Senator Releases Massacre Letters
Thursday September 14, 2000
By Matt Kelley - Associated Press Writer

Washington (AP) - Nearly 136 years after Colorado Militia troops ambushed and massacred more than 150 American Indians on the banks of Sand Creek, a senator related to a survivor of the attack is sponsoring a plan to create a memorial at the site.

At a hearing on the proposal Thursday, Sen. Ben Nighthorse Campbell read from two recently discovered letters written by soldiers who objected to the 1864 atrocity. One, Capt. Silas Soule, detailed the gruesome scene where troops slaughtered Cheyenne and Arapaho women, children and elderly men.

"It is hard to see little children on their knees have their brains beat out by men professing to be civilized" wrote Soule, who was murdered in Denver shortly after testifying at a congressional inquiry.

Campbell, a Northern Cheyenne whose great grandfather's second wife survived the attack, said the descriptions brought tears to his eyes. The Colorado Republican is backing a bill to create a national historic site on more than 12,000 acres of "killing fields" on the plains of southeastern Colorado.

"Can you imagine cutting open a pregnant woman and taking out the baby and then scalping the baby? My God!" Campbell said. "It's the worst atrocity I've heard of."

The National Park Service supports Campbell's proposal to create the Sand Creek historic site, which would help protect the area from artifact poachers and allow Cheyenne and Arapaho tribal members to create a burial ground there for the remains of the victims.

Rancher, Bill Dawson, on whose land much of the killing ground lies, and other area land owners are willing to sell their property to create the memorial.

Campbell said he guessed the bill had a "50-50" chance of passing Congress before lawmakers adjourn for the year, which is scheduled for early October.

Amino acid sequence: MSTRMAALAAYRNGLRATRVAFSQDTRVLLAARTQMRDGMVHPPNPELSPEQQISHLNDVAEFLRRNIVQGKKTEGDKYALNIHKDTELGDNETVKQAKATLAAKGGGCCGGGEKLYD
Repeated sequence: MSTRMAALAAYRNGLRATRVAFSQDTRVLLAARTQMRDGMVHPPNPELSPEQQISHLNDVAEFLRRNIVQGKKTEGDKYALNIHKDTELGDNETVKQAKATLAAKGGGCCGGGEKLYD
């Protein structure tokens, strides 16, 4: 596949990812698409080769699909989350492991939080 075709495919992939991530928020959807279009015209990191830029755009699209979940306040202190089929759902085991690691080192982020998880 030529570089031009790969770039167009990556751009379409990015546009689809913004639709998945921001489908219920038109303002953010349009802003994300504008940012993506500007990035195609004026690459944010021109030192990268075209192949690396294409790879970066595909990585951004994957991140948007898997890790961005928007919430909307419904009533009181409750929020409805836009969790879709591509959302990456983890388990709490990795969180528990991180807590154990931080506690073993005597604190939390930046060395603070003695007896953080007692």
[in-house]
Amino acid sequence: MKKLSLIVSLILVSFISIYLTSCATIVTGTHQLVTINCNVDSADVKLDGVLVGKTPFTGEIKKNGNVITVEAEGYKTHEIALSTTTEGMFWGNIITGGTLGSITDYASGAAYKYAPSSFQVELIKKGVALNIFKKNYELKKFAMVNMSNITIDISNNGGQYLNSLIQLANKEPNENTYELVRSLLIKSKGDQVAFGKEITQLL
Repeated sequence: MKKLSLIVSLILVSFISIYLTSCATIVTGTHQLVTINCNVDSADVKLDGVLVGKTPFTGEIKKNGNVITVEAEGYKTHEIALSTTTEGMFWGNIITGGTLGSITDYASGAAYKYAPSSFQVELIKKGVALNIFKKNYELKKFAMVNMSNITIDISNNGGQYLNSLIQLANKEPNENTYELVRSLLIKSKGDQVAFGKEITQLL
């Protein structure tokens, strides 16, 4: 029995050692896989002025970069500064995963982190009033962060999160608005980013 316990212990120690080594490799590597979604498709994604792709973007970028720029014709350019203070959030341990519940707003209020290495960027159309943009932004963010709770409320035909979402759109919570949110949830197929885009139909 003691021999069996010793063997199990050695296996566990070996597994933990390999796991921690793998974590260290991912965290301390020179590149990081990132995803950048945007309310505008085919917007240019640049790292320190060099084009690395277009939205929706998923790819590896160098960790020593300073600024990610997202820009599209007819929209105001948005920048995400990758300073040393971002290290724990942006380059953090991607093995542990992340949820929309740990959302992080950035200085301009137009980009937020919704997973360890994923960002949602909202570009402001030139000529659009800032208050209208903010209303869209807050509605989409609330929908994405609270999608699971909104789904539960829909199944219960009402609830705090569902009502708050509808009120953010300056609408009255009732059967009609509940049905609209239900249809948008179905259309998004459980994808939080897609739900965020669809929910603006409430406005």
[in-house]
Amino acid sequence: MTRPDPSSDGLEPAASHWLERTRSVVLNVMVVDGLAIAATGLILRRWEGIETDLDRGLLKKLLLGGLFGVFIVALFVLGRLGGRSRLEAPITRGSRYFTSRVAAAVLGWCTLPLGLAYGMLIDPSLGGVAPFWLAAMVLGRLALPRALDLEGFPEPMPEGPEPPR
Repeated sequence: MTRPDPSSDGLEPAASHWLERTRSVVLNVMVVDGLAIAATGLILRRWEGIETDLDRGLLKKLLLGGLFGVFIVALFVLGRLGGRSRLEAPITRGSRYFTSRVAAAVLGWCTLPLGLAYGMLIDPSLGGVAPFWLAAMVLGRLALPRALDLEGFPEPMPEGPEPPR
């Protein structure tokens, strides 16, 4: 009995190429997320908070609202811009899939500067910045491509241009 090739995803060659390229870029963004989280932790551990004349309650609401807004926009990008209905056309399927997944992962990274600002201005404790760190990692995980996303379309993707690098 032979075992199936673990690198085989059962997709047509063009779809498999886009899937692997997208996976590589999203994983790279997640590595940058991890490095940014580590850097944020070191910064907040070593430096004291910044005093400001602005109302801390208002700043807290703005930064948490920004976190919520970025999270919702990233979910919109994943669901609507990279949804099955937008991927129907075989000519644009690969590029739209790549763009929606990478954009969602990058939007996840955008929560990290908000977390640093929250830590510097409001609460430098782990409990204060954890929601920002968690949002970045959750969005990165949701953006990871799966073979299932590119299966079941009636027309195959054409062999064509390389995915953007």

Steve Brady, president of the Northern Cheyenne Sand Creek Descendants, said the historic site would commemorate "the unspeakable horror of ethnic cleansing"

The massacre began at dawn on Nov. 29, 1864, when nearly 1,000 men under the command of Col. John M. Chivington, surrounded hundreds of Indians camped on the banks of Sand Creek. Soule and other witnesses said Chivington wanted to kill Indians and did not care that this group was peaceful and had been promised by other U. S. troops that they would be left alone if they flew an American flag.

The troops opened fire on the mostly unarmed Indians with guns and howitzers, then chased down many who tried to flee. The soldiers mutilated the bodies, taking away scalps, ears, fingers and genitals as trophies.

Although the congressional probe sparked by Soule and Lt. Joe Cramer condemned the massacre, those involved were never punished and the reparations promised in a treaty were never paid. Chivington has a town in the area named for him.

Brady and other Cheyenne and Arapaho leaders said they are still trying to get remains of Sand Creek victims returned to tribes. The Colorado Historical Society has at least one scalp from a Sand Creek victim, and the University of Nebraska at Lincoln has the cranium of another, they said.

Having a final resting place for those remains is important to the descendants of the massacre victims, said Joe Big Medicine, who works to reclaim remains for the Southern Cheyenne Tribe.

"It's important for us to have it remembered by the American people," Big Medicine said, "It's important to remember what they did to our people. They killed our people."

On the Net: Some of the testimony at the congressional inquiry is reprinted at:

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